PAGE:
Do you find yourself constantly thinking about food and obsessing over it?
Are you wondering how to stop thinking about food?
Wondering if it is normal to think about food all the time?
Do you feel obsessed with your weight and food?
You are not alone. We hear this from our clients quite a bit. Hence today’s post! We’ll give you a run-down of our definition of food obsession, talk about where this often stems from in our experience, and review some ways to stop thinking about food so damn much so you have the mental space and time to live your life.
What is Food Obsession?
Food obsession is a preoccupation with food that interferes with other aspects of life. It can manifest in a lot of different ways, but here are some common signs:
- Constantly thinking about food, talking about and planning meals/snacks incessantly
- Having intrusive thoughts about food that affects one’s ability to focus on other tasks
- Feeling like there are “good” and “bad” foods and being bombarded with those associations when you are faced with said food
- Having lots of food rules, such as only eating whole grains (never white), avoiding all bread, only eating certain types of fruit because you were told they are lower in sugar, only eating nonfat/low-fat dairy products
- Feeling anxiety around upcoming events that may involve food, such as worrying about if there will be safe foods or trigger foods. Thoughts like “what if there will be cake at the party, I can’t control myself around cake” or “what if there won’t be any ‘healthy’ foods for me to eat and I end up eating junk food?”
- Being around a food that you have rules with and not being able to focus on conversation with others or whatever task is at hand
- Always wondering if eating a food or meal, or skipping a food or meal, will make your weight go up or down
Let’s establish something before we move on — it is NORMAL to think about food. Food is after all one of the greatest pleasures in life in my opinion, hence why we love experimenting with our own recipes. Thinking about food is a sign of hunger for many people.
Sometimes though, for some people at some chapters in their life, thinking about food may increase in frequency and/or intensity. When thinking about food starts to interfere with other aspects of life, this can impact quality of life and one’s relationship with food, mind and body.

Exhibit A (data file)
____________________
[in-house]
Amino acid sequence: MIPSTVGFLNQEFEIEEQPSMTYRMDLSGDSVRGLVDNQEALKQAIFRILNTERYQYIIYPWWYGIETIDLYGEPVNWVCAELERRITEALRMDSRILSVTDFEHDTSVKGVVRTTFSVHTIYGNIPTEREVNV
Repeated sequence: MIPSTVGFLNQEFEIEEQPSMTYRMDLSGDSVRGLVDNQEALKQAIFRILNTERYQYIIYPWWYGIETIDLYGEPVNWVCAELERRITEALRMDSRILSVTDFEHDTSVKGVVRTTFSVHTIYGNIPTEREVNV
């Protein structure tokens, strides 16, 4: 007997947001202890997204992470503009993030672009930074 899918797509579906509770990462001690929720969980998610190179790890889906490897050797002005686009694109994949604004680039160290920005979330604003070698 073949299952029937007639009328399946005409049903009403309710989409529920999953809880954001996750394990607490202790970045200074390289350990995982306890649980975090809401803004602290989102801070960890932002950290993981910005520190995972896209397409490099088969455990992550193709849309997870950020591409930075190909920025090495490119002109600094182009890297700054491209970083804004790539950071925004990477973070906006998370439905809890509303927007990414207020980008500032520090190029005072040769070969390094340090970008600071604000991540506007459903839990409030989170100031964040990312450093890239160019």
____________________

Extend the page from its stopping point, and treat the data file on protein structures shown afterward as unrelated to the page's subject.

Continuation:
In these situations, it is best to reach out to talk to someone so that you can realign and start feeling better. We got you.
Understand the WHY Behind Thoughts About Food
The first step, and arguably the most important step, in how to stop thinking about food constantly is to understand WHY you are thinking about food constantly.
This can be a lot to unpack. It takes time and introspection, and is often much easier to navigate with the help of a professional.
Where Does Food Obsession Come From?
In our experience, food obsession most often stems from a place of restriction. There is no denying that many cultures value thinness, and this message is pervasive. You can receive it explicitly, as in someone (could be a loved one, a stranger, a health professional) tells you that you should lose weight. You can also receive it implicitly, simply by noticing that most actors/actresses you see on TV reside in small bodies.
There are a million other messages in between, but let’s not get sidetracked here. It is completely understandable to respond to diet culture messaging (which is everywhere) by feeling like you need to change your body to be valued and respected. This does not mean you are broken or wrong. Who does not want to feel valued and respected?
This pervasive messaging leads many people to engage in some form of dieting in an effort to change their bodies. Could be the keto diet, a low carb diet, intermittent fasting, having lots of food rules, and there are about 3,465 other options out there.
We are not shaming people who diet, but we are shaming the constant pressure from diet culture to change our bodies, be smaller, be healthier, be better, blah blah blah. ESPECIALLY when this leads people into the trap of diet, restrict, feel deprived, binge, feel guilty, repeat.